Oregon Gov. Brown: Stop all protest violence
Oregon Gov. Kate Brown called for an end to all forms of violent at Portland protest during a Friday press conference — including arsons, violence against property and person-to-person violence.
Brown also said everyone who commits acts of violence must be held accountable, including police who assault peaceful protesters and members of antifa, the loosely knit left-wing collective that has been accused of attacking police officers and law enforcement buildings.
The Sept. 4 press conference was scheduled before reported antifa supporter Michael Reinoehl was killed by law enforcement officials trying to arrest him for the shooting death of Patriot Prayer member Aaron "Jay" Danielson on Saturday, Aug. 29, following clashes between Trump supporters and counter-protesters in downtown Portland. The deaths have sparked fears that both sides will retaliate against the other with more violence.
"Our country's worst moments have been defined by fear and hatred, and our greatest moments are defined by peace and understanding and justice. The only way through this is if we work together. That's true of racial justice and its certainly true of the pandemic we have now been facing for the past six months," Brown said on Friday, Sept. 4.
After releasing her Unified Law Enforcement Plan to end the violence and protect free speech on Aug. 30, however, several of the law enforcement agencies Brown called upon declined her request for assistance.
When asked why those agencies were not involved more in the planning process before the plan was released, Brown said "Superintendent Hampton did reach out to local law enforcement and community sheriffs before we released the plan," referring to Oregon State Police Superintendent Travis Hampton.
Her statement contradicts what all three agencies have said via press releases: that they did not know about the request until Brown released her plan.
"But this is an all-hands-on-deck moment and I think we would all agree that we need to work collectively to stop the violence in Portland," Brown went onto say. "And I am incredibly grateful for the efforts of the Portland Police Bureau and the Oregon State Police and at the same time I appreciate the way other jurisdictions, including Washington and Clackamas county, continue to help out by providing coverage to fill in for OSP."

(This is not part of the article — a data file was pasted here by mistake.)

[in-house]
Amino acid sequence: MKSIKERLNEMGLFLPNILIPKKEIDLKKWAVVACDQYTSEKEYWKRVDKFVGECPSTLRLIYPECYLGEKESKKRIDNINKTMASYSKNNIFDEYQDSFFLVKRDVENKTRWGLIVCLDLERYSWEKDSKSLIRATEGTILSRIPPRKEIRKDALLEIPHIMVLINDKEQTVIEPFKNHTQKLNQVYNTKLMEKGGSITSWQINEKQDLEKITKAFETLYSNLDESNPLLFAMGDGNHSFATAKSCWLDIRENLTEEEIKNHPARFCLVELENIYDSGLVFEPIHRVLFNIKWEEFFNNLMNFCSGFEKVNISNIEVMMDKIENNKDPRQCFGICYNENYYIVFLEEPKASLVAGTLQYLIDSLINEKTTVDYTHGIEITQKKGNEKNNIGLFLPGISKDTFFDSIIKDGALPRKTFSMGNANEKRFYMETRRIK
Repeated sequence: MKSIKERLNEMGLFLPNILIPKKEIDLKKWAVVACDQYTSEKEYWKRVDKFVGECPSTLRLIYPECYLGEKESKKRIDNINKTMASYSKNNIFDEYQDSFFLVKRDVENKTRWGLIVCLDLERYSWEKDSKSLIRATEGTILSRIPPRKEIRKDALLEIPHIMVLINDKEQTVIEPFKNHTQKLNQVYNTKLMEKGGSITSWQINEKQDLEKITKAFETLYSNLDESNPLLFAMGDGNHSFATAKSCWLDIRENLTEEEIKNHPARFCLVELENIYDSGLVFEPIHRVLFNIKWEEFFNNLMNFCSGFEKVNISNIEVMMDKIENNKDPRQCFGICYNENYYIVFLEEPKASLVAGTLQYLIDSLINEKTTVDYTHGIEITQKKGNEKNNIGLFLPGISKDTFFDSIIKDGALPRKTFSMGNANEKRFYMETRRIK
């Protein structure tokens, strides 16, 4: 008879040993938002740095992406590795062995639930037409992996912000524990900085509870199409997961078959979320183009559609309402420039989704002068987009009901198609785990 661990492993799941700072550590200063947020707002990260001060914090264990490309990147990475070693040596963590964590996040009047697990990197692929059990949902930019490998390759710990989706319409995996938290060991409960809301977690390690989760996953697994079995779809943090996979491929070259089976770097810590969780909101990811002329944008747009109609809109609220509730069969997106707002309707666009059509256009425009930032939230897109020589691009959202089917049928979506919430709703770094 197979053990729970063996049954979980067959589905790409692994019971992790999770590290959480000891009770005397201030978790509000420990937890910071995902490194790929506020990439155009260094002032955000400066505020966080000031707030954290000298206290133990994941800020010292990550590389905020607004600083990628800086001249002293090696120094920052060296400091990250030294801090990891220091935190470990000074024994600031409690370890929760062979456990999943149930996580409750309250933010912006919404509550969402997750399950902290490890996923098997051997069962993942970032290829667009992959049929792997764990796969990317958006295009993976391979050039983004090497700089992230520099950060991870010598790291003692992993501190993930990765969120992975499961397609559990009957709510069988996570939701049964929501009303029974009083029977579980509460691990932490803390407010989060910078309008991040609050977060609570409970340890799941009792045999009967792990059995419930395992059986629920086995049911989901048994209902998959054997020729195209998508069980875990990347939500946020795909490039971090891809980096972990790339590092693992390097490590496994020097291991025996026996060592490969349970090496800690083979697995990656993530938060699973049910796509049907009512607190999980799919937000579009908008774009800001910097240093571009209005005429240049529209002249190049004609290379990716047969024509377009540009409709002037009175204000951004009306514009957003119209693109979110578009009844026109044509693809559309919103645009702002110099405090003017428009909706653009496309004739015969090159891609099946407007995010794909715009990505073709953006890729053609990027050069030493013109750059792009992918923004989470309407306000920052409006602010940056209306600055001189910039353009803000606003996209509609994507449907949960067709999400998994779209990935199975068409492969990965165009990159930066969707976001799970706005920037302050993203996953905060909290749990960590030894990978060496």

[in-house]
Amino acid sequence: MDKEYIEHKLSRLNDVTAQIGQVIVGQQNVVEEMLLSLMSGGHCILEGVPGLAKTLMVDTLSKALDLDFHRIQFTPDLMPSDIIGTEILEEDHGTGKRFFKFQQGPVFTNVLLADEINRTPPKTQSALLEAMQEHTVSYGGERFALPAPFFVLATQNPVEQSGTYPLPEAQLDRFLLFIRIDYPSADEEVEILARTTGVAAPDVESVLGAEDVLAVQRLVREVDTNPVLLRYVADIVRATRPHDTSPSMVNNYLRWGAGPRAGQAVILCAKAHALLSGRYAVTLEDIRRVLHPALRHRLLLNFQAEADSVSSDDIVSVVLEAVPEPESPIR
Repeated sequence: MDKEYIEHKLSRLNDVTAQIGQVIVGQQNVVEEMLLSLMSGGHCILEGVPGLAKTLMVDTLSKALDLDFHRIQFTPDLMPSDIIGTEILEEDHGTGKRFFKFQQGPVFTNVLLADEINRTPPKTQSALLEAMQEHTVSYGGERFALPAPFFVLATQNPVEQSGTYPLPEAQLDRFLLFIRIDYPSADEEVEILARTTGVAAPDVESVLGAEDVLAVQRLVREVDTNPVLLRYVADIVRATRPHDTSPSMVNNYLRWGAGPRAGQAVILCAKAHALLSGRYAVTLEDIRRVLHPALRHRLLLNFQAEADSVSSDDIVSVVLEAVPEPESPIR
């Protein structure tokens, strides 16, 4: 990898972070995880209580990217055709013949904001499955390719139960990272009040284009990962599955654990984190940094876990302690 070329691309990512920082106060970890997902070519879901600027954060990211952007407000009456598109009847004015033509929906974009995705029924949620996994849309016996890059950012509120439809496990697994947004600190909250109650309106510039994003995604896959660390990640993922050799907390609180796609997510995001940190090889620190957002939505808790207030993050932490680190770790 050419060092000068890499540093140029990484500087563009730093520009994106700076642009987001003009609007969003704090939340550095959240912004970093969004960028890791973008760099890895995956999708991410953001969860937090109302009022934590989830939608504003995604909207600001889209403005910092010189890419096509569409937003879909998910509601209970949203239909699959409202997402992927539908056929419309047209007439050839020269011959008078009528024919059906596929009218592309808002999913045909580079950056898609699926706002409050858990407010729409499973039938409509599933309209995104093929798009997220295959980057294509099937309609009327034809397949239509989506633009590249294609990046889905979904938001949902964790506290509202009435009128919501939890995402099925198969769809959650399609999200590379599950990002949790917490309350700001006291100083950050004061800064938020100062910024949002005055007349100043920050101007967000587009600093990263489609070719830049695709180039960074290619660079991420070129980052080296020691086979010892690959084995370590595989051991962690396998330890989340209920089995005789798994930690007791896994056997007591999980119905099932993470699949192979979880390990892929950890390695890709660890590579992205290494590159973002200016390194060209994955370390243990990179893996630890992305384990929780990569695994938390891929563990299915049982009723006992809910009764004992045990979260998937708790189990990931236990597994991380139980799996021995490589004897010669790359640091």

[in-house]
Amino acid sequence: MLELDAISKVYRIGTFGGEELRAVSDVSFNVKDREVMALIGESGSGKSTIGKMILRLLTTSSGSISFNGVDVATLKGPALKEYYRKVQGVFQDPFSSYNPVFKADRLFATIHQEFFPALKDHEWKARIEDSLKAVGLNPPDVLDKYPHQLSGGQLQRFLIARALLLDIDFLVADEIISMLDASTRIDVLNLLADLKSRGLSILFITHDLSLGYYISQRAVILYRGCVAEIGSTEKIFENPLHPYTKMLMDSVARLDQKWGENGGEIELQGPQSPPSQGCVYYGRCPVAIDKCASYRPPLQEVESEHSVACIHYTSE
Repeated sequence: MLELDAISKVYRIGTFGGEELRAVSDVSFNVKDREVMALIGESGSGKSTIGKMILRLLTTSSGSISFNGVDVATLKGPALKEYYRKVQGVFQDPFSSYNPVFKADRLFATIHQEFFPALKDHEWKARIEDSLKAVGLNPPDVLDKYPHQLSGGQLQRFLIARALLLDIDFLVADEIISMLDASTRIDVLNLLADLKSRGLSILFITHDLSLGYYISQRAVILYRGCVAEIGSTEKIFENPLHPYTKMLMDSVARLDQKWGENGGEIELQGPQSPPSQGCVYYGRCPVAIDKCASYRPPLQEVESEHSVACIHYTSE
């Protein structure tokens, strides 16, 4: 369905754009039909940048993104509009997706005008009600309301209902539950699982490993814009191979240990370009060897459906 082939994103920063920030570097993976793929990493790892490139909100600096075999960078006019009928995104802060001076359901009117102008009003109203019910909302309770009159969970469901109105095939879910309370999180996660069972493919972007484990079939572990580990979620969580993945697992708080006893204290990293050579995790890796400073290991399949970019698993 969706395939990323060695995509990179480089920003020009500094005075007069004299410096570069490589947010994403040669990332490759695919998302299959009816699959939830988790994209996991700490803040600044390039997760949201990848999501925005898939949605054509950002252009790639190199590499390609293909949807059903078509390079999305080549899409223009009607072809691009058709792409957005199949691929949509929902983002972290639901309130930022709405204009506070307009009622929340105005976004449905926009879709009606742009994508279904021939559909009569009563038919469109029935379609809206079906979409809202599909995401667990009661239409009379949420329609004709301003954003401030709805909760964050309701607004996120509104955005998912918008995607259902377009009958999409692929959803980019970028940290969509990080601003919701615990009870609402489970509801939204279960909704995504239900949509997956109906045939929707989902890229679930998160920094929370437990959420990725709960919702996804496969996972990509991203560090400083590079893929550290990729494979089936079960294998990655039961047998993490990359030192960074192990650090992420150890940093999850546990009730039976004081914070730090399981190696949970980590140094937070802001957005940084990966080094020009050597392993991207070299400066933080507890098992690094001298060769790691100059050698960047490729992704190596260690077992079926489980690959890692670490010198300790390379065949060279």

During the press conference, the governor was asked why she has not called in the National Guard to help disperse the violence in Portland — even after Portland Mayor Wheeler reportedly asked her to.
"To be very, very clear, the mayor asked for assistance from the National Guard several weeks — perhaps months ago, and there were multiple reasons at the time why I rejected that request," she said. "In addition, we know that other states — I talked to Gov. (Tim) Walz in Minnesota, who used the national guard for a very limited period of time. In terms of Oregon, I'm relying on our trained law enforcement, Superintendent Travis Hampton, the Portland Police Chief Chuck Lovell.
"Superintendent Hampton would say that A: we do not need the National Guard at this time and B: they are not trained for this work. What we need now is trained law enforcement and that's why I created the law enforcement plan to bring both local and state officials together behind a plan to keep people safe and to protect free speech rights."
Brown added: "The protests in support of racial equity and police accountability began many weeks ago — 100 days ago. … During this period, state elected leaders have attempted to rise to that call."
She went onto list the various bills enacted by the Legislature in recent months that aim to hold the police to higher standards along with measures put into place in an effort to promote societal and economic equity among Black people and other minorities.
"I, too, am angry that Black and brown Oregonians continue to fear for their lives and their families. These accomplishments are just a start, but it is progress in a relatively short period of time," she said. "I and other elected leaders need to continue to be held accountable for reducing the health disparities in our state and in our society. We have to create the space for healing and conversation so we can achieve racial justice."
KOIN 6 News contributed to this story. Their story can be found here.
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